Risco – uma exposição para audazes
A headlong plunge into an exhibition that disrupts habits! Risk-taking is an integral part of human nature. But risk percepti on is a matter of personal appreciation. A poorly assessed risk can have damaging consequences for both the risk taker and others. Identifying a risk, understanding it, and knowing how to assess it, individually or collectively, so as to be daring when appropriate – this is the subject of the exhibition.
A hundred dice to throw to understand the law of large numbers, an electric roulette to test your courage and your appetite for risk, a backpack to pack before setting off on a trek, glasses that simulate sight after drinking 6 glasses of alcohol, and a bomb to defuse following emergency procedure instructions – these are some of the exhibits that give visitors the opportunity to measure and appreciate risks and their consequences.
What is risk?
r = i x pi x u Ci, This is the risk formula. This first section of the exhibition is the idea place for deciphering it and understanding its different components. But even if the risk is calculated mathematically, individual subjectivity and personal appreciation are such that a risk over which people have some control may seem less dangerous than a risk that is completely out of their hands.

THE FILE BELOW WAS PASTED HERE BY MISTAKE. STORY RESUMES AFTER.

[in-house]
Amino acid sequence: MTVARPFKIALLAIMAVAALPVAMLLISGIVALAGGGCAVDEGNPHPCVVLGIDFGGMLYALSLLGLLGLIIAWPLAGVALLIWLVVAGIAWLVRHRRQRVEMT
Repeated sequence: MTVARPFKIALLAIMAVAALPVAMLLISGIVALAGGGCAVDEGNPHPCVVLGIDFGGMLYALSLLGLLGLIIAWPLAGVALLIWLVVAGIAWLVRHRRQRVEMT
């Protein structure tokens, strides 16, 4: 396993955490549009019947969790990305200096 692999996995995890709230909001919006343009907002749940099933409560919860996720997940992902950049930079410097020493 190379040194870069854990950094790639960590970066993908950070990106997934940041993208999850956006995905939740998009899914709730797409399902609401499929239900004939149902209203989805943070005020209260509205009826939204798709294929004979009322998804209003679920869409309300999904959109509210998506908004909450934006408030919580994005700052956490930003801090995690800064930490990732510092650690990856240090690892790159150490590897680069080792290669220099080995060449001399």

“Nothing ventured, nothing gained.” This is true in terms of personal development too. Individuals develop and define themselves through risk-taking, which is an integral part of subjective judgment, occasioning success but also at times suffering. This section concentrates on well-reasoned risk-taking to encourage visitors to be daring while minimizing the dangers.
Individual risk-taking always has an impact on others. How does collective intelligence attempt to reduce risks? Risk management in the home or work environment reveals the approach to risks: the precautionary principle if there’s a threat or the principle of prevention if it’s an event we’re accompanying.
The atmosphere of the exhibition
Thinking about risks means thinking about uncertainty, eventualities, and instability. The exhibition elements, designed by Les Crayons, punctuate a well-marked visit sequence in a way that looks somewhat off-balance, almost as if they were about to topple over at any moment. For the graphic design, the Fabien Hahusseau’s studio uses realistic photos and pictographs to show that risk is both a concept and a reality of everyday life.